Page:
DETROIT -- It was not a normal morning skate for the Buffalo Sabres on Friday. The players went through their paces but were paying particular attention to the nuances of the NHL's most palatial facility.
The Sabres made their debut in Little Caesars Arena, the third home of the Detroit Red Wings. And like predecessor Joe Louis Arena, the boards have more than just a tad of bounce in them in the Red Wings' new $863 million playpen.
"You go out to feel the ice. It's a very nice arena," goaltender Robin Lehner said. "I like the feeling in here. Nice and clean and bright. The boards were pretty bouncy but we know every arena is a little different. This one is fairly bouncy. Pucks were coming pretty fast off the boards."
Coach Phil Housley said his team was going to particularly watch that because Detroit's Justin Abdelkader scored on a long pass off the boards Wednesday against Calgary.
"We're well aware how lively they are," Housley said. "Joe Louis was lively too. You have to just have that awareness up ice. The ice was a little rough today, just because it was used and they were on it pretty hard before we skated. We'll have to manage that part of our game, getting used to the surroundings of a new building."
The Red Wings are sharing the building with the NBA's Pistons, who moved back downtown for the first time since leaving Cobo Hall in the late 1970s. Ice conditions have been an early season topic here. Joe Louis Arena was a hockey-only facility known for good ice and Wings veteran Henrik Zetterberg was among the players critical of the ice here at the start of the season.
"It's improved, definitely has been better of late," said Detroit standout Dylan Larkin. "They've taken care of it better as we've gone along. You try to make the whole place like 'the Joe.' Your fans are here, we live here and it's always good to be home on your own schedule."
The Sabres went 14-23-3-3 at Joe Louis Arena (1979-2017) and 8-15-2 at the Olympia (1970-79). This was the 72nd road arena the Sabres have played a game in. Of course, the arena has far more amenities than The Joe -- or most buildings in the NHL.
Capacity for hockey is 19,415 and the arena seating bowl, featuring a steep pitch and a huge 100 Level of seats, was patterned after Montreal's Bell Centre. As you would imagine, all of the seats are red and spotlight effects can make the entire inside of the bowl and ice surface the home team's color during pregame activities.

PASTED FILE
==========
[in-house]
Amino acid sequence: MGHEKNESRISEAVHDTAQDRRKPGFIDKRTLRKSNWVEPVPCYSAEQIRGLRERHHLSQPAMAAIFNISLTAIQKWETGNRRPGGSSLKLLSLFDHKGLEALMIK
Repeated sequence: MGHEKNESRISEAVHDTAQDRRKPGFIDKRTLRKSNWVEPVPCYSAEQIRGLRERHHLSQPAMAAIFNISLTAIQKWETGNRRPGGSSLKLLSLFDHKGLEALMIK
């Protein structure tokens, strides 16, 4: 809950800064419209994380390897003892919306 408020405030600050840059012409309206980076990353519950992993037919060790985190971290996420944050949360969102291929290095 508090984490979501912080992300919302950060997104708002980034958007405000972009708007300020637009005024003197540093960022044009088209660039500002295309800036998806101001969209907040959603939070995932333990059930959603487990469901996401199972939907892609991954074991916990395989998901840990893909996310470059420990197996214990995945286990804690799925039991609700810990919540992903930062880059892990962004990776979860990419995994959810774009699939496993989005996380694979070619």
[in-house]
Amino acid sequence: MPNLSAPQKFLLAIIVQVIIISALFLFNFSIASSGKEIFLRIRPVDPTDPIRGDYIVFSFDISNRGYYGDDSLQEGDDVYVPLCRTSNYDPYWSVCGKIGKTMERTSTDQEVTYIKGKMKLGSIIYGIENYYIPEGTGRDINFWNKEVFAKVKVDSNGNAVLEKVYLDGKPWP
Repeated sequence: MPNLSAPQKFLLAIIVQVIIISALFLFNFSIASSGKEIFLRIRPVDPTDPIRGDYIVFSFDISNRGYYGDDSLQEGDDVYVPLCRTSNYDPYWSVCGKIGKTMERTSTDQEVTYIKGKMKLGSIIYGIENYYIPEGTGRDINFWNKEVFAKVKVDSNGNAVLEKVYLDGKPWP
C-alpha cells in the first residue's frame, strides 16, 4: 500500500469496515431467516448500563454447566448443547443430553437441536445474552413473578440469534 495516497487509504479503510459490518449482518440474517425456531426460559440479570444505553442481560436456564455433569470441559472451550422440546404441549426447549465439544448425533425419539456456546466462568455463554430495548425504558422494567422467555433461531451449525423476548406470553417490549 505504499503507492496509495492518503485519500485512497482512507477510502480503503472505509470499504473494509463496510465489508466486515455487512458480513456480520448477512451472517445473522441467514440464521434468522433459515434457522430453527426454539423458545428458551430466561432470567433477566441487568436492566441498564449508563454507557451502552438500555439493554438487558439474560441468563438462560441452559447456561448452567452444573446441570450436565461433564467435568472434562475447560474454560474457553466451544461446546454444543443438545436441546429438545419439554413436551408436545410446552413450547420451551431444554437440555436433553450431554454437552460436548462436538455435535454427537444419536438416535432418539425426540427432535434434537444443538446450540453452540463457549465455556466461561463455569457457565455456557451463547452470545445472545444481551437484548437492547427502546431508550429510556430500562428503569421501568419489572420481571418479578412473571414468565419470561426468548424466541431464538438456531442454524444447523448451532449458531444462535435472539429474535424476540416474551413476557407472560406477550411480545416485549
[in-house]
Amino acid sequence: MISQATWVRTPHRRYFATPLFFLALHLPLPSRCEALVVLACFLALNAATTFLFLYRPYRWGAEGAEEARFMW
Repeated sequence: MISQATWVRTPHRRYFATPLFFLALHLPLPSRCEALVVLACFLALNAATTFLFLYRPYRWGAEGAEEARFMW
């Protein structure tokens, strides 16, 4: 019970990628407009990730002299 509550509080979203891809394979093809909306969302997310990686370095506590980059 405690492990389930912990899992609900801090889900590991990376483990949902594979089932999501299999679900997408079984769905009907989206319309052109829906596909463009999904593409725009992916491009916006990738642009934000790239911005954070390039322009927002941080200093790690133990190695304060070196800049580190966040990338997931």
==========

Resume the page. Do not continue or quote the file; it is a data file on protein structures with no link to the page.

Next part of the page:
The scoreboard is a behemoth at more than 5,100 square feet, the largest viewing area in the NHL. The largest center-hung board in an indoor arena features more than 16.5 million LEDs.
— Mike Harrington (@ByMHarrington) November 18, 2017
The concourse features a sweeping roof over a brick city scape, with the arena bowl to the left and several restaurants open to the public outside of events on the right. The facade includes giant pictures of Red Wings of the past and the marquee of Olympia Stadium, the Wings' home from 1927-1979.
The Wings' locker room is a much larger replica of the one at The Joe, with lockers honoring greats like Gordie Howe, Alex Delvecchio, Sid Abel and Ted Lindsay and photos of former Wings stars (including Dominik Hasek) over the lockers. There are statues in the concourse of the likes of Howe and Delvecchio and history displays, including one of goalie masks that features Hasek's lid from the 2002 Stanley Cup season.
Also in the locker room, the giant winged wheel logo is on the roof rather than the floor, so no one has to worry about it getting stepped on. A list of Red Wings award winners over the years is on a wall outside the room by a bar area that allows fans to watch the team come on and off the ice. The team also has its own practice rink on the event level.
— Mike Harrington (@ByMHarrington) November 17, 2017
Kyle Criscuolo made his NHL debut for the Sabres after getting called up from Rochester on Thursday and Lehner stepped back to allow Criscuolo to take the ice first for warmups.
Criscuolo, who centered Zemgus Girgensons and Jordan Nolan, said he didn't sleep much Wednesday but was much more refreshed Thursday night after practicing with the Sabres earlier in the day.
"It was immensely important," Criscuolo said of the practice. "I didn't sleep well after the game Wednesday night while I was digesting it but I was able to sleep fine last year and get my mindset ready for a game. I don't need to be making crazy plays in my first game. Just make the simple plays and get to the net."
Criscuolo said his parents, brother, sister and girlfriend were all heading here from New Jersey for the game, as were some friends fromm Florida and Boston.
The Rochester Amerks had two major additions for Friday night's game against Hartford as both Alexander Nylander and Evan Rodrigues returned from injuries to make their season debut. Nylander has been out since early September with an undisclosed lower body injury while Rodrigues suffered a hand injury in the preseason that landed him in a cast.
Rodrigues has been in Rochester for a few days and the Sabres announced he was medically cleared to play and officially sent down late Friday afternoon.